Feature Articles

December 2011

Pickens County Museum in Pickens SC, Features Works by Michael and Lynda Slattery

The Pickens County Museum of Art & History in Pickens, SC, will present the exhibit, Michael & Lynda Slattery: Drawings and Collage, on view from Dec. 3 through Feb. 9, 2012. A reception will be held on Dec. 3, from 6-8pm.

Exploring the path of two artists sharing a duality in their careers, inspirations and interests, this exhibition of drawings and collages will feature the work of Michael and Lynda Slattery. Both artists are vital members of the creative culture at Bob Jones University; Michael as the head of the studio department in the Division of Art and Design, and Lynda as an illustrator with the Bob Jones University Press and affiliates.

Michael Slattery has been teaching at Bob Jones University for more than twenty years. Currently he is the head of the studio department in the Division of Art and Design where the majority of his classes concern art theory and history. A large portion of his time as a faculty member is spent teaching Art Appreciation to the non-art students and discussing concepts of aesthetics with the art department majors.

Born in Greenville, SC, Lynda Slattery demonstrated her interest in art at an early age. She began working professionally while still in high school as an illustrator at the Bob Jones University Press. She graduated from the Division of Art at Bob Jones University in 1988 where she studied with Carl R. Blair. Lynda has worked as an illustrator for more than twenty years with Majesty Music, the Super Duper School Company along with Bob Jones University Press compiling thousands of illustrations in print. She has exhibited at the Anderson Arts Center, the Pickens County Museum of Art, the Spartanburg County Museum of Art, Art and Light Gallery and the Metropolitan Arts Council in Greenville.

Michael and Lynda, soon to celebrate their twenty-fifth anniversary, reside in Taylors, SC with their three children.

When asked about his art making, Michael responded, “My very first works as an artist were done with a Rapidograph technical pen when I was about 15 years old. I always liked to draw but one day I had noticed an illustration of a statue on a stamp that was stippled. I showed it to my mother and commented to her that I would like to learn to do that. Within a few days she had bought me a Koh-i-noor Rapidograph and I started in with it immediately.”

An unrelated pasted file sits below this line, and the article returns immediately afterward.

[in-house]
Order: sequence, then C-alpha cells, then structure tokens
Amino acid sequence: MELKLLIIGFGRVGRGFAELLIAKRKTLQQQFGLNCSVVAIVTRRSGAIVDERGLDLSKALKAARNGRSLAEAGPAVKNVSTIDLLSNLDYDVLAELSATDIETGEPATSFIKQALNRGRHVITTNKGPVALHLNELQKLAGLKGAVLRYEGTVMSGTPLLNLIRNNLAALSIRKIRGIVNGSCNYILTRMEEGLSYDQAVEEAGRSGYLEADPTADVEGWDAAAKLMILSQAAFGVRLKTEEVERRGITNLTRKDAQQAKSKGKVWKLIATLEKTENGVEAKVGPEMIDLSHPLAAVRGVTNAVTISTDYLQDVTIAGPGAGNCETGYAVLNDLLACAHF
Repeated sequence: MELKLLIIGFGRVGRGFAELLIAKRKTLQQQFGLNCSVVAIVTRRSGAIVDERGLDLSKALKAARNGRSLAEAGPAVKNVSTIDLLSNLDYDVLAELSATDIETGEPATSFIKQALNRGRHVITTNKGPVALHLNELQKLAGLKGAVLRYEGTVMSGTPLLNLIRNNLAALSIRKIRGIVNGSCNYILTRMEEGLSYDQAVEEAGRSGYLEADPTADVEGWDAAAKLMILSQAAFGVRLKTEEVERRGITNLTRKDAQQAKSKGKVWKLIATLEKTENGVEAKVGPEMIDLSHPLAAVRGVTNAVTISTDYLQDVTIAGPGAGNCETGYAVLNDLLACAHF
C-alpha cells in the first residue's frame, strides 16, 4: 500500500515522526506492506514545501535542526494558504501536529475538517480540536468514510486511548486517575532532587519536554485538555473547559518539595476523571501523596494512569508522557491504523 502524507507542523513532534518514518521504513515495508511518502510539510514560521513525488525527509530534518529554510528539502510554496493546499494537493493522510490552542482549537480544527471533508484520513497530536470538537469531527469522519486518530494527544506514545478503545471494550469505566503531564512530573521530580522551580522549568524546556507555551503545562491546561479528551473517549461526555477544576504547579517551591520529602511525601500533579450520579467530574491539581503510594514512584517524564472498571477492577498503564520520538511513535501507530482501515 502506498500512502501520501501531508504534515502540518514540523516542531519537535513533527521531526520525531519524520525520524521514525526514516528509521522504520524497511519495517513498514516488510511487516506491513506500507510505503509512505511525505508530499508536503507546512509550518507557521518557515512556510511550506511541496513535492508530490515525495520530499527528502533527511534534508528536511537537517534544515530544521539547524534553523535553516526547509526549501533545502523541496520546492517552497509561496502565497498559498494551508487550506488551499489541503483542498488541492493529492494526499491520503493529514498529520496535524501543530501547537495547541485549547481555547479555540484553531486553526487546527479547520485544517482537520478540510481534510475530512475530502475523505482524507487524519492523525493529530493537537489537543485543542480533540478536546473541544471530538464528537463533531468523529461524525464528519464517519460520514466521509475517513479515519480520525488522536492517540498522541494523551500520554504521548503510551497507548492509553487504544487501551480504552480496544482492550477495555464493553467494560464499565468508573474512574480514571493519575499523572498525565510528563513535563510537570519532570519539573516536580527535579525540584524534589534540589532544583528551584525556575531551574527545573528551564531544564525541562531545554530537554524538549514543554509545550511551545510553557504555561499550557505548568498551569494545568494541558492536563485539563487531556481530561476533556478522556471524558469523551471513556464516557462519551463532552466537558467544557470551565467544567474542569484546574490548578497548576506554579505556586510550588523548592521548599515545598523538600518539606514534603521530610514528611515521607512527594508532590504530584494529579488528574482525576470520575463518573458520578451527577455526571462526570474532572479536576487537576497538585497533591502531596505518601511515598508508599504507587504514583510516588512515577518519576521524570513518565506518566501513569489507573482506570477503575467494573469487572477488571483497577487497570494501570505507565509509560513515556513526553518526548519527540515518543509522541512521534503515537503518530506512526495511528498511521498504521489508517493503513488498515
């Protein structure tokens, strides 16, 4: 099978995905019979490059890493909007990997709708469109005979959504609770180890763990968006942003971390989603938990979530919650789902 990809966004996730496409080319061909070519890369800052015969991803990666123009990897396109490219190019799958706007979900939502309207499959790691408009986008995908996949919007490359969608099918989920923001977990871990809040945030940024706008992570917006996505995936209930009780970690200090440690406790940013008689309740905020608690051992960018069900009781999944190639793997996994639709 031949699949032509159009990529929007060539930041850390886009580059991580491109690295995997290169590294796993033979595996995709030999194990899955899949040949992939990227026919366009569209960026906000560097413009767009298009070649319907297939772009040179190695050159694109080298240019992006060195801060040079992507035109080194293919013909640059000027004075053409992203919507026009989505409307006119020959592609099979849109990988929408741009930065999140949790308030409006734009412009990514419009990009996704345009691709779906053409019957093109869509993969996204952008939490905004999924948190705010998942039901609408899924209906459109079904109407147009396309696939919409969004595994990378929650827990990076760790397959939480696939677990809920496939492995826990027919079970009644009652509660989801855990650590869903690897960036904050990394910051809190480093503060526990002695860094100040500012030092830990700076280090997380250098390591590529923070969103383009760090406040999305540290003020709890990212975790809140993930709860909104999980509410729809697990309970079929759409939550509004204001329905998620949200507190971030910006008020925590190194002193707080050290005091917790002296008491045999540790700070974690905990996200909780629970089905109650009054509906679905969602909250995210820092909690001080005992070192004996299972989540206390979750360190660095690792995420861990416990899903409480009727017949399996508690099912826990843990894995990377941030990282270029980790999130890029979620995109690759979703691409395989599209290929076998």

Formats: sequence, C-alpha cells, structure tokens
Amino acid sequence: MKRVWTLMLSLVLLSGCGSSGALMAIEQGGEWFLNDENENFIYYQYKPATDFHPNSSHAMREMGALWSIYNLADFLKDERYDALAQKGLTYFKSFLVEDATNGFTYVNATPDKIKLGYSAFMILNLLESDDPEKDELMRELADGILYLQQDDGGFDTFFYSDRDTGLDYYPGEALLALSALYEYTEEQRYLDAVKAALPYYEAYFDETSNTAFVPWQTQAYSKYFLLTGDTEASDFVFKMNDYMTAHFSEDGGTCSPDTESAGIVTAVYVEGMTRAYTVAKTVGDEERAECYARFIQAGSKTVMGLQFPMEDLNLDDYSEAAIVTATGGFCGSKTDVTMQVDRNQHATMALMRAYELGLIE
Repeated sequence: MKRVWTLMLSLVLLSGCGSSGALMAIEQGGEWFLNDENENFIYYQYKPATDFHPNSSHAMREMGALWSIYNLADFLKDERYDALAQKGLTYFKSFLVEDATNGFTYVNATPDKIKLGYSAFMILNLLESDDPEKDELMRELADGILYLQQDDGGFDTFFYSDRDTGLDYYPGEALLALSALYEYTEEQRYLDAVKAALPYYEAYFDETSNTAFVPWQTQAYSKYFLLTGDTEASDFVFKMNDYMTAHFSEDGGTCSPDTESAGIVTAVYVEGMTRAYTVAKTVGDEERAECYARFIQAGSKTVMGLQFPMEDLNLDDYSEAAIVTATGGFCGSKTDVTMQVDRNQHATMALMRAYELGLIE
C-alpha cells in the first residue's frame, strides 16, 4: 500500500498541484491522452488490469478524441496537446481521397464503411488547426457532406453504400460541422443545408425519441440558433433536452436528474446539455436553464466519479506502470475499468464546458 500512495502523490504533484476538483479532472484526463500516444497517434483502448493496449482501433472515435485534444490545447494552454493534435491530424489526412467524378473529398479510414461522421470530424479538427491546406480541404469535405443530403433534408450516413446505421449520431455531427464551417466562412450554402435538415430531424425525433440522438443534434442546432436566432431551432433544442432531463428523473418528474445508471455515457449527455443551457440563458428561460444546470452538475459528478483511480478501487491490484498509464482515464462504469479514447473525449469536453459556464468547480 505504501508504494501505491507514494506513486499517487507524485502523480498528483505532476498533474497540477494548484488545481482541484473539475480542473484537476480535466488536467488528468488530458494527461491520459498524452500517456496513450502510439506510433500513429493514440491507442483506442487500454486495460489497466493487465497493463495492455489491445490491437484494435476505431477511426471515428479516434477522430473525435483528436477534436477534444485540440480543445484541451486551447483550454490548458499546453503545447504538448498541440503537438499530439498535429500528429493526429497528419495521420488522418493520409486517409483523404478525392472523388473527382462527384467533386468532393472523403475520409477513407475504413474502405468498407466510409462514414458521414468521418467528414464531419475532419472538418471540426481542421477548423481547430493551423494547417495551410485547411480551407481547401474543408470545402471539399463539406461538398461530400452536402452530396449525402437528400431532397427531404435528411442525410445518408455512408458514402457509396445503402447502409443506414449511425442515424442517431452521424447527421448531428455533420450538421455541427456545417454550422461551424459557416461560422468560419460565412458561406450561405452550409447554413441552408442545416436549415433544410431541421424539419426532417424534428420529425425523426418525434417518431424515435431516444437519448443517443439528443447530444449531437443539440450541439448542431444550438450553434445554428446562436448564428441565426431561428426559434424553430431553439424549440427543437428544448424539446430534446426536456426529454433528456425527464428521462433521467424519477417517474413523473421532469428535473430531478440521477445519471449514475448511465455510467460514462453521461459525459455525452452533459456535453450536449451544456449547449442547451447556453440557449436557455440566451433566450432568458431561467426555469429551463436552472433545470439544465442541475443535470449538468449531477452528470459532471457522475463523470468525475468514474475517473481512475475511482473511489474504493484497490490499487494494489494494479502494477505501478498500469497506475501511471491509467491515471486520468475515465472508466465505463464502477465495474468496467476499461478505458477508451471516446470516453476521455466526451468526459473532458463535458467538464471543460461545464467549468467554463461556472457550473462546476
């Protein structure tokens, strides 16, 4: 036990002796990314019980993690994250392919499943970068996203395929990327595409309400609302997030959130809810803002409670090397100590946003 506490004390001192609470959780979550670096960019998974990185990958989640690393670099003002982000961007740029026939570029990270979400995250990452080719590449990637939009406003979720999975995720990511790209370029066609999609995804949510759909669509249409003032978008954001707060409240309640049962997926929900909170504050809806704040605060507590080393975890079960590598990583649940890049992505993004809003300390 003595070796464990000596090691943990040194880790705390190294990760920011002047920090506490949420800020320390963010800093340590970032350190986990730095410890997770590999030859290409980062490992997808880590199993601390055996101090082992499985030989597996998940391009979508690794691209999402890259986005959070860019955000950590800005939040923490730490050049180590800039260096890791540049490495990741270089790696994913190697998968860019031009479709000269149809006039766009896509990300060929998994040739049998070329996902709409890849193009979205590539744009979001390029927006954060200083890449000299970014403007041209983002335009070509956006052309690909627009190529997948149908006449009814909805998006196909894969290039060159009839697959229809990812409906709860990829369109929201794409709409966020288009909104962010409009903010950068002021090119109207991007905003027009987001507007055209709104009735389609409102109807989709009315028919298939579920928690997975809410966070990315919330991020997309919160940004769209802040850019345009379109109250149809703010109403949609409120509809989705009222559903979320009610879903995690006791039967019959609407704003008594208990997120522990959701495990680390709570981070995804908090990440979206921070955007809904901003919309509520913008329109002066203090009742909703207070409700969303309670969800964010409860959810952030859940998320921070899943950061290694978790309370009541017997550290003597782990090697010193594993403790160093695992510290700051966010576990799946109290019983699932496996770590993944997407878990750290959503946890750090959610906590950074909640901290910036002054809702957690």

Michael went on to say, “I tend to work in a series, yet I regard each piece as an individual work as well as a component within a collection that can also be considered as a single work of art. For this exhibition I’ve selected pieces from several series, the most common which involves surveillance or security camera images. Another series involves images from World War II. Growing up I had a kind of fascination with that particular war and these images investigate various ways in which we see reality. The work is ‘constructed’ by photographing on location and then burning those images onto a DVD and then re-photographing them while playing on an old TV screen. These images are then digitally manipulated; sometimes combined with others creating a sense of sequence. The black ink that you see is added by hand after the digital process is complete, essentially rebuilding the image from the ground up using dots of ink. It’s editing on a microscopic scale.”

Contrasting her husband’s black, grey & white ink work, Lynda presents a range of colorful works created from cut paper. When asked about her work Lynda shared, “I think that this quote from Henri Matisse sums up what I am trying to do with my work; ‘What I dream of is an art of balance, of purity and serenity devoid of troubling or depressing subject matter - a soothing, calming influence on the mind, rather like a good armchair which provides relaxation from physical fatigue.’” She continued saying, “My work is composed of bits of paper meticulously cut to precisely fit together to form the image. I have been influenced by the Cubists, particularly George Braque and Francoise Gilot. It is their interest in form and the abstract qualities of art that have been a primary influence in the way that I think about my subject. I have been drawn to domestic images of tranquil serenity detached from the complexity of modern life and hoping the pictures I create will be like a good armchair for the viewer.”

The Pickens County Museum of Art & History is funded in part by Pickens County, members and friends of the museum and a grant from the South Carolina Arts Commission, which receives support from the National Endowment for the Arts.

For further information check our SC Institutional Gallery listings or call the Museum at 864/898-5963.

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